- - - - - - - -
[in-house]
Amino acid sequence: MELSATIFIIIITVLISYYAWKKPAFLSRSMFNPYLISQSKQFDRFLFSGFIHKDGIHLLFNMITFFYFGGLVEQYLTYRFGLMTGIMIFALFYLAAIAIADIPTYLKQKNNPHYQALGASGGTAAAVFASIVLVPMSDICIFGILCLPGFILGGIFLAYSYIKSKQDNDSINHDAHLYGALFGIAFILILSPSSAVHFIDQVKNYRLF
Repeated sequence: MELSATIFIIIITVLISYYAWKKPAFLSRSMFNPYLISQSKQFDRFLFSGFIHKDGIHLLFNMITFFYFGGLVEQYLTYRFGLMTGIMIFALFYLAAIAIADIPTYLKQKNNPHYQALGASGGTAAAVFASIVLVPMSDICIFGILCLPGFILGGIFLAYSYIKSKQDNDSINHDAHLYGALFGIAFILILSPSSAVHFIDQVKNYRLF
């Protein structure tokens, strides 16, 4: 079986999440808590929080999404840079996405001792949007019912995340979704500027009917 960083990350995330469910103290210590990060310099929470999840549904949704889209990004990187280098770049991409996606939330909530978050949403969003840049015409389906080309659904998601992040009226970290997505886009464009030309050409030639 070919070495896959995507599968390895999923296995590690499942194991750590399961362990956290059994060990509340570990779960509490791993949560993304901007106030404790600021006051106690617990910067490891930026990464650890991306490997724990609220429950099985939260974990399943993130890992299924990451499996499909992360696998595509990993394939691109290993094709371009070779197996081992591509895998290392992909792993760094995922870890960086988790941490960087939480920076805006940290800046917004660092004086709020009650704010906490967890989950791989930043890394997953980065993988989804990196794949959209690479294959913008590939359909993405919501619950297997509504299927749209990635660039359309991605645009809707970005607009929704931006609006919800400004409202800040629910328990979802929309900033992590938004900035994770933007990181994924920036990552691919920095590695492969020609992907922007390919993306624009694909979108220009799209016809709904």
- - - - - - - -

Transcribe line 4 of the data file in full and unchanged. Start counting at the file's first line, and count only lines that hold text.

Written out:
């Protein structure tokens, strides 16, 4: 079986999440808590929080999404840079996405001792949007019912995340979704500027009917 960083990350995330469910103290210590990060310099929470999840549904949704889209990004990187280098770049991409996606939330909530978050949403969003840049015409389906080309659904998601992040009226970290997505886009464009030309050409030639 070919070495896959995507599968390895999923296995590690499942194991750590399961362990956290059994060990509340570990779960509490791993949560993304901007106030404790600021006051106690617990910067490891930026990464650890991306490997724990609220429950099985939260974990399943993130890992299924990451499996499909992360696998595509990993394939691109290993094709371009070779197996081992591509895998290392992909792993760094995922870890960086988790941490960087939480920076805006940290800046917004660092004086709020009650704010906490967890989950791989930043890394997953980065993988989804990196794949959209690479294959913008590939359909993405919501619950297997509504299927749209990635660039359309991605645009809707970005607009929704931006609006919800400004409202800040629910328990979802929309900033992590938004900035994770933007990181994924920036990552691919920095590695492969020609992907922007390919993306624009694909979108220009799209016809709904």